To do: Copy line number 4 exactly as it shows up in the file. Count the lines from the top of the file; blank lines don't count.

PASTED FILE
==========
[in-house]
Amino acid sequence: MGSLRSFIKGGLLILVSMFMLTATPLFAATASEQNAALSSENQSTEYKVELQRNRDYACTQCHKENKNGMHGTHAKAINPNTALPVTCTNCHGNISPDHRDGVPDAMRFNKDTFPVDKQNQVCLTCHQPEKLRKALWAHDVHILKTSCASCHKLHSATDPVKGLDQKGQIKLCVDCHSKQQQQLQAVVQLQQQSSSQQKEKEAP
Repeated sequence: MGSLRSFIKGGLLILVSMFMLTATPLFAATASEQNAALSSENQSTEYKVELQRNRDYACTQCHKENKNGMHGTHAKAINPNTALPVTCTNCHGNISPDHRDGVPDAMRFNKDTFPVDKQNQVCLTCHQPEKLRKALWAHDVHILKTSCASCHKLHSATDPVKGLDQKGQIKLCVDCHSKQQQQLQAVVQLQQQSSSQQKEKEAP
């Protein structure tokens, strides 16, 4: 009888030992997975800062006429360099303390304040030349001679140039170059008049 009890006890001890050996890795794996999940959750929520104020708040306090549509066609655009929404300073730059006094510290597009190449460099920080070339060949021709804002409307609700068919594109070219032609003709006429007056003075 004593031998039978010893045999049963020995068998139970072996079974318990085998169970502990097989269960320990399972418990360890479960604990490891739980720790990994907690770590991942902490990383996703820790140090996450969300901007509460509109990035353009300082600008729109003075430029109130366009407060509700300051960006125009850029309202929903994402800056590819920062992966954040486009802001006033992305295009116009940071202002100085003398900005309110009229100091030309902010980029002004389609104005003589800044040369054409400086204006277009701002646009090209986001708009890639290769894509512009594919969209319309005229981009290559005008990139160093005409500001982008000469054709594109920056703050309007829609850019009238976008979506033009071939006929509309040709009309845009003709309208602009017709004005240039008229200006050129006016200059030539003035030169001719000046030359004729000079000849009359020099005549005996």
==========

């Protein structure tokens, strides 16, 4: 009888030992997975800062006429360099303390304040030349001679140039170059008049 009890006890001890050996890795794996999940959750929520104020708040306090549509066609655009929404300073730059006094510290597009190449460099920080070339060949021709804002409307609700068919594109070219032609003709006429007056003075 004593031998039978010893045999049963020995068998139970072996079974318990085998169970502990097989269960320990399972418990360890479960604990490891739980720790990994907690770590991942902490990383996703820790140090996450969300901007509460509109990035353009300082600008729109003075430029109130366009407060509700300051960006125009850029309202929903994402800056590819920062992966954040486009802001006033992305295009116009940071202002100085003398900005309110009229100091030309902010980029002004389609104005003589800044040369054409400086204006277009701002646009090209986001708009890639290769894509512009594919969209319309005229981009290559005008990139160093005409500001982008000469054709594109920056703050309007829609850019009238976008979506033009071939006929509309040709009309845009003709309208602009017709004005240039008229200006050129006016200059030539003035030169001719000046030359004729000079000849009359020099005549005996």